Environment
1:09 pm
Tue December 18, 2012

Energy Agency Predicts Coal's Short-Term Prospects Are Bright Internationally

In the United States, recent data has shown that coal is losing ground, and is now neck in neck with natural gas in terms of the percentage of electricity generation the country gets from each fuel. Coal use is even diminishing in the southeast, a region that's typically relied on coal-fired power.

But that's not indicative of what's happening worldwide, and new research shows coal could even surpass oil as the world's top energy source by 2017.

The International Energy Agency says abundant coal reserves and increasing demand from China and India will add to coal's popularity worldwide. And that will have an effect on the environment.

The report notes that in the absence of a high carbon price, only fierce competition from low-priced gas can effectively reduce coal demand. “The US experience suggests that a more efficient gas market, marked by flexible pricing and fueled by indigenous unconventional resources that are produced sustainably, can reduce coal use, CO2 emissions and consumers’ electricity bills, without harming energy security,” said [IEA Executive Director Maria] van der Hoeven. “Europe, China and other regions should take note.”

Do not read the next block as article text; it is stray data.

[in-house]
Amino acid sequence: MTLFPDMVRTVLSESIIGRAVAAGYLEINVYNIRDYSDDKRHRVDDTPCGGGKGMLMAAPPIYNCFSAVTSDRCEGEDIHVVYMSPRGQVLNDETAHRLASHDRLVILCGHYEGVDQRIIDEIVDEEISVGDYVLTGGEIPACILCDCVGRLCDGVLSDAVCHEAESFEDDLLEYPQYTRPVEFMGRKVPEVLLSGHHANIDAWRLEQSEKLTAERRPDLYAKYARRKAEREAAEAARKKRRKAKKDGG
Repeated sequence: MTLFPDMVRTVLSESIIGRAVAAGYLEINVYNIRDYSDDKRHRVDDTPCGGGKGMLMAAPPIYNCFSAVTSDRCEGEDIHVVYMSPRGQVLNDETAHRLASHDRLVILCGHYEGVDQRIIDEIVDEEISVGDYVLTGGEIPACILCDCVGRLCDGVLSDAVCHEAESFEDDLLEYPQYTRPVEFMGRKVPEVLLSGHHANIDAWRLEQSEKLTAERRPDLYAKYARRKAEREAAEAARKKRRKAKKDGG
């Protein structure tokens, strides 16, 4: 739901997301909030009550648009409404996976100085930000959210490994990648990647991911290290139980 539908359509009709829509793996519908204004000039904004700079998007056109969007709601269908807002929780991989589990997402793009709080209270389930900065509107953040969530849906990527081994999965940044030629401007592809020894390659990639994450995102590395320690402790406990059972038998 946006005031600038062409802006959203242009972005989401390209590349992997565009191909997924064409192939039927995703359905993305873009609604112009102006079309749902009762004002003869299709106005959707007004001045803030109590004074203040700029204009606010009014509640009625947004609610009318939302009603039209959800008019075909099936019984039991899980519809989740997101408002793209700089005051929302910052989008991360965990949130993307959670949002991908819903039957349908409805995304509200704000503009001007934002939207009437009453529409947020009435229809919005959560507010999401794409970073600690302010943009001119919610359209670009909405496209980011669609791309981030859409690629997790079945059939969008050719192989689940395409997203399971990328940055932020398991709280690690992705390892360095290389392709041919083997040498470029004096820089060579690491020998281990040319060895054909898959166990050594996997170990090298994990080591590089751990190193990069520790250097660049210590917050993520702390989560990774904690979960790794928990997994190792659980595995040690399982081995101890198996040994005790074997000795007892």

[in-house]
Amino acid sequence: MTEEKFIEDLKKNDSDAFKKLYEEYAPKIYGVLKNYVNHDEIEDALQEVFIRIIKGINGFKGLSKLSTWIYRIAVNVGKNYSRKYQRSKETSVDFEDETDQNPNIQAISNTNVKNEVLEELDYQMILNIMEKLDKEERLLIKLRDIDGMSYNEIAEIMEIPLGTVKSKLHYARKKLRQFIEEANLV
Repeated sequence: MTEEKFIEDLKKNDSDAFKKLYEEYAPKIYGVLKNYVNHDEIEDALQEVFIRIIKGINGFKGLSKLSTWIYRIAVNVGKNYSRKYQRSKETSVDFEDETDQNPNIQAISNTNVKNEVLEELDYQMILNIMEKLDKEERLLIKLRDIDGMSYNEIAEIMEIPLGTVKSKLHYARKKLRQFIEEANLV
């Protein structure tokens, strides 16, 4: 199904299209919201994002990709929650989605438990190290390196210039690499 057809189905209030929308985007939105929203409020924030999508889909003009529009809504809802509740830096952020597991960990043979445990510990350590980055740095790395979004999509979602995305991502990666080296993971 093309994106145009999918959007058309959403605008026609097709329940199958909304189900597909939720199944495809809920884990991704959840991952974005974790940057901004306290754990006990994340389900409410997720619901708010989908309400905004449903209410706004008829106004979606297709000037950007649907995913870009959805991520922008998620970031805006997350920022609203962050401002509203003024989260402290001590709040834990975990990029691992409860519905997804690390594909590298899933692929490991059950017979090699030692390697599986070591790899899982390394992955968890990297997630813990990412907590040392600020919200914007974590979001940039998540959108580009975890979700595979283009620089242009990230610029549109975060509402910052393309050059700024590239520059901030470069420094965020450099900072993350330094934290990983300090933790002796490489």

She noted that the report’s forecasts are based on a troubling assumption, namely, that carbon capture and sequestration (CCS) will not be available during the outlook period. “CCS technologies are not taking off as once expected, which means CO2 emissions will keep growing substantially. Without progress in CCS, and if other countries cannot replicate the US experience and reduce coal demand, coal faces the risk of a potential climate policy backlash,” she said.

By 2017, the IEA estimates India will be the world's largest seabourne importer of coal. Some of that coal is expected to come from Kentucky--according to the terms of a trade deal announced this summer--and Appalachian coal producers are hoping that the increased demand from India will help make up for declining U.S. demand. But that first shipment of coal was scheduled to go out in September, and has been delayed for unknown reasons.

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